READINGS for 2009-08-21

Didache | Companion | Sabbath



“… wherever you go, I will go…” – Ruth 1:16
I couldn’t help but think about my mother-in-law when I read today’s reading. Like Naomi, she is a widow with two sons. She is also one of the kindest souls I know.
As a daughter-in-law, it’s not difficult to love Mama. I am truly blessed to be a recipient of her love and concern. I have witnessed her enormous capacity to give when my husband and I lived with her during the first few years of our married life. Her generosity has touched and changed many lives. One of her passions is to help seminarians finish their schooling to become priests. She cannot resist anyone in need. She will give away even the last few pesos in her wallet.
We’ve all heard stories about women who don’t get along with their in-laws. That’s why Ruth inspires me to no end. She left her family and chose to stay with her mother-in-law. Perhaps I will not be given the same choice or circumstances but today I ask myself: How good am I at loving my in-laws?
May we be challenged to love them extraordinarily as Ruth did. Lallaine Gogna
Reality check: Rate yourself at how you have shown your love lately.
May I be a witness of Your love and affection to those closest to me.


We see in the person of Ruth a woman who knows her own mind and what her duty is in her particular situation. As difficult as her future may look to her at the time, this does not deter Ruth from committing herself to her duty to care for her motherin-law. As we will discover later in the story, God looks kindly upon her sacrifice and provides her with a good husband. We will not necessarily receive our reward for the sacrifices we make in this life — sometimes we will, other times we will not. What is important is to be faithful to all that God asks us to do.
Ruth 1:1. 3-6. 14b-16. 22
1 Once in the time of the judges there was a famine in the land; so a man from Bethlehem of Judah departed with his wife and two sons to reside on the plateau of Moab. 3 Elimelech, the husband of Naomi, died, and she was left with her two sons, 4 who married Moabite women, one named Orpah, the other Ruth. When they had lived there about ten years, 5 both Mahlon and Chilion died also, and the woman was left with neither her two sons nor her husband. 6 She then made ready to go back from the plateau of Moab because word reached her there that the LORD had visited his people and given them food. 14 Orpah kissed her mother-in-law good-bye, but Ruth stayed with her. 15 Naomi said “See now!” Your sister-in-law has gone back to her people and her god. Go back after your sister-in-law!” 16 But Ruth said, “Do not ask me to abandon or forsake you! For wherever you go I will go, wherever you lodge I will lodge, your people shall be my people, and your God my God. 22 Thus it was that Naomi returned with the Moabite daughter-in-law, Ruth, who accompanied her back from the plateau of Moab. They arrived in Bethlehem at the beginning of the barley harvest.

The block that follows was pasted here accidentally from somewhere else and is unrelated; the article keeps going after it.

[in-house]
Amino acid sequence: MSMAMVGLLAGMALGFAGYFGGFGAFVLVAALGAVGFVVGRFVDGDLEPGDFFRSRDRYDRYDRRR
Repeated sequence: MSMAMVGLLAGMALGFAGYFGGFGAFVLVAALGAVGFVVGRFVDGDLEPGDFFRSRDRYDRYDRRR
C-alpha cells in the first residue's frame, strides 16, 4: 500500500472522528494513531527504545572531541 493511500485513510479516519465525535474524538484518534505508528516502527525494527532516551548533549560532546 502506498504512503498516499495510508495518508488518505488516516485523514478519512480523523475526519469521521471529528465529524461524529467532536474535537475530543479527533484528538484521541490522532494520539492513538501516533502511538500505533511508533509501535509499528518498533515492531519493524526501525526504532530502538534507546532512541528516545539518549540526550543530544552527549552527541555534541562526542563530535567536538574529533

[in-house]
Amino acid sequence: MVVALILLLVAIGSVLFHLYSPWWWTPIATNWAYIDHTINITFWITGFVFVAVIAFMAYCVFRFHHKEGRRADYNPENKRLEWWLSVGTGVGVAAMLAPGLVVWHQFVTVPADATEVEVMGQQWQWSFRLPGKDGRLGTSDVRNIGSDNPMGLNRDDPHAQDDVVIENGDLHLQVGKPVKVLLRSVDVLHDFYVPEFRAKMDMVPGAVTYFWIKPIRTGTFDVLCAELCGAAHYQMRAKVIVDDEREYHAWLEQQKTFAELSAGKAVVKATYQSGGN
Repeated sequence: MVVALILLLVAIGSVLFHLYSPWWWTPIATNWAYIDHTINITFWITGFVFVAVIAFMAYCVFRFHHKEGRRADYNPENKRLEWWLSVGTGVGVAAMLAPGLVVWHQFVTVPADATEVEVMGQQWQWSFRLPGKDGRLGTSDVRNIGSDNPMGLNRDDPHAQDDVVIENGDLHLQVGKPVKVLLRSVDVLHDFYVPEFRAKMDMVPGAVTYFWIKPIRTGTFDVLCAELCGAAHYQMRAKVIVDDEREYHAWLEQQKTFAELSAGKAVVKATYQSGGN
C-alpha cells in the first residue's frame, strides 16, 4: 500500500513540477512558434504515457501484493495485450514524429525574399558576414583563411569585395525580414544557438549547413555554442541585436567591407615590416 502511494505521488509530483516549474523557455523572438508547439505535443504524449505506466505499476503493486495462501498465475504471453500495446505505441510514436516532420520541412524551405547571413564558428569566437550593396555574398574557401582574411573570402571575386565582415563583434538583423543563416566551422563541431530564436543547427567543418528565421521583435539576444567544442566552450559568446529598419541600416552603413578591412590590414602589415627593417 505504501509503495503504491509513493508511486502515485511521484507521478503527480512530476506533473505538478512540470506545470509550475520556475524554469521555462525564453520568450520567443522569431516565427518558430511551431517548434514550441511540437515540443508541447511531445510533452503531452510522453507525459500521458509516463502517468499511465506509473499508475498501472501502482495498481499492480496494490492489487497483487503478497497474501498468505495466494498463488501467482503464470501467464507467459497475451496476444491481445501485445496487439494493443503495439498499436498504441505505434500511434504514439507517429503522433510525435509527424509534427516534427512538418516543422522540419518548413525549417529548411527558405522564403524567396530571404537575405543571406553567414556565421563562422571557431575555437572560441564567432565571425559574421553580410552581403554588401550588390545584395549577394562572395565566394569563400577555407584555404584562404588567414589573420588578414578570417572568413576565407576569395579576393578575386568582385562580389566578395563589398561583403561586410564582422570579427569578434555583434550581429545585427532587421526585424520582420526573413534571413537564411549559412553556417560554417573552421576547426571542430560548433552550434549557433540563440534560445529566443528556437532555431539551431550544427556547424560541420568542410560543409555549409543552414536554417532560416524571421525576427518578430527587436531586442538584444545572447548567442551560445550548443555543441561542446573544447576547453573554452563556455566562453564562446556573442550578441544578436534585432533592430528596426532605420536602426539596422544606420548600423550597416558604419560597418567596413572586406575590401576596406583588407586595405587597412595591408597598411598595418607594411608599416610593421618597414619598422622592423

Psalm 146:5-6ab. 6c-7. 8-9a. 9bc-10
R: Praise the Lord, my soul!
5 Blessed is he whose help is the God of Jacob, whose hope is in the LORD, his God, 6 who made heaven and earth, the sea and all that is in them. (R) The LORD keeps faith forever, 7 secures justice for the oppressed, gives good to the hungry. The LORD sets captives free. (R) 8 The LORD gives sight to the blind. The LORD raises up those that were bowed down; the LORD loves the just. 9 The LORD protects strangers. (R) The fatherless and the widow he sustains, but the way of the wicked he thwarts. 10 The LORD shall reign forever; your God, O Zion, through all generations. Alleluia. (R)